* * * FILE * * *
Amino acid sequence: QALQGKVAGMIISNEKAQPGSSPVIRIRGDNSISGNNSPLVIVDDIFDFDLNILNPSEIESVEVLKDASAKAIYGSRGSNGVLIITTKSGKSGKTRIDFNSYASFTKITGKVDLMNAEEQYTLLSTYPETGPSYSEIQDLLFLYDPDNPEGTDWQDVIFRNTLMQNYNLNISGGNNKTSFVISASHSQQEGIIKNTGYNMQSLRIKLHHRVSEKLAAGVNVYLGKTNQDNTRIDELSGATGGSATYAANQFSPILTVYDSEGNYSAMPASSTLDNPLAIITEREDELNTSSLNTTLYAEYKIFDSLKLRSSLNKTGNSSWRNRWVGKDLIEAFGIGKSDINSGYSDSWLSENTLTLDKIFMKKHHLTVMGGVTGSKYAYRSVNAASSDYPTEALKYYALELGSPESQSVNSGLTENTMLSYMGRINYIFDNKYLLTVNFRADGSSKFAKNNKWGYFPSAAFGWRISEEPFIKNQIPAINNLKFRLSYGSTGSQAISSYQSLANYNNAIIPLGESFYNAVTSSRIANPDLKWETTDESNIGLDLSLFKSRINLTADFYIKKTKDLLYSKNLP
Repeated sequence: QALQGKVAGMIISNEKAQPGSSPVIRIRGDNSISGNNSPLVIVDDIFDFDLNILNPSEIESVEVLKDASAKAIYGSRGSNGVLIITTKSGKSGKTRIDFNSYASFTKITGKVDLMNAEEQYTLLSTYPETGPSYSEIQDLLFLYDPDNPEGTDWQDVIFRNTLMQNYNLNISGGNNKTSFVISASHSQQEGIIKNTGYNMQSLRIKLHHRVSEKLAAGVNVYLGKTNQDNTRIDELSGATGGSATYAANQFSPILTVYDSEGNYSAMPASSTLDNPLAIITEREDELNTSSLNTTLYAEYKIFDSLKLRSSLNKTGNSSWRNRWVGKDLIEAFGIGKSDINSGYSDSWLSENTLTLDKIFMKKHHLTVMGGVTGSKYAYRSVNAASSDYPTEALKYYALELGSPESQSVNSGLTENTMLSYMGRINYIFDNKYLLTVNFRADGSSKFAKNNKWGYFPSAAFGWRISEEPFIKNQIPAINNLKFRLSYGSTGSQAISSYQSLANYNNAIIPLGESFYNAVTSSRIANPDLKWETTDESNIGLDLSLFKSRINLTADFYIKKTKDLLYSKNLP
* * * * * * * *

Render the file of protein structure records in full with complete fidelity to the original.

Amino acid sequence: QALQGKVAGMIISNEKAQPGSSPVIRIRGDNSISGNNSPLVIVDDIFDFDLNILNPSEIESVEVLKDASAKAIYGSRGSNGVLIITTKSGKSGKTRIDFNSYASFTKITGKVDLMNAEEQYTLLSTYPETGPSYSEIQDLLFLYDPDNPEGTDWQDVIFRNTLMQNYNLNISGGNNKTSFVISASHSQQEGIIKNTGYNMQSLRIKLHHRVSEKLAAGVNVYLGKTNQDNTRIDELSGATGGSATYAANQFSPILTVYDSEGNYSAMPASSTLDNPLAIITEREDELNTSSLNTTLYAEYKIFDSLKLRSSLNKTGNSSWRNRWVGKDLIEAFGIGKSDINSGYSDSWLSENTLTLDKIFMKKHHLTVMGGVTGSKYAYRSVNAASSDYPTEALKYYALELGSPESQSVNSGLTENTMLSYMGRINYIFDNKYLLTVNFRADGSSKFAKNNKWGYFPSAAFGWRISEEPFIKNQIPAINNLKFRLSYGSTGSQAISSYQSLANYNNAIIPLGESFYNAVTSSRIANPDLKWETTDESNIGLDLSLFKSRINLTADFYIKKTKDLLYSKNLP
Repeated sequence: QALQGKVAGMIISNEKAQPGSSPVIRIRGDNSISGNNSPLVIVDDIFDFDLNILNPSEIESVEVLKDASAKAIYGSRGSNGVLIITTKSGKSGKTRIDFNSYASFTKITGKVDLMNAEEQYTLLSTYPETGPSYSEIQDLLFLYDPDNPEGTDWQDVIFRNTLMQNYNLNISGGNNKTSFVISASHSQQEGIIKNTGYNMQSLRIKLHHRVSEKLAAGVNVYLGKTNQDNTRIDELSGATGGSATYAANQFSPILTVYDSEGNYSAMPASSTLDNPLAIITEREDELNTSSLNTTLYAEYKIFDSLKLRSSLNKTGNSSWRNRWVGKDLIEAFGIGKSDINSGYSDSWLSENTLTLDKIFMKKHHLTVMGGVTGSKYAYRSVNAASSDYPTEALKYYALELGSPESQSVNSGLTENTMLSYMGRINYIFDNKYLLTVNFRADGSSKFAKNNKWGYFPSAAFGWRISEEPFIKNQIPAINNLKFRLSYGSTGSQAISSYQSLANYNNAIIPLGESFYNAVTSSRIANPDLKWETTDESNIGLDLSLFKSRINLTADFYIKKTKDLLYSKNLP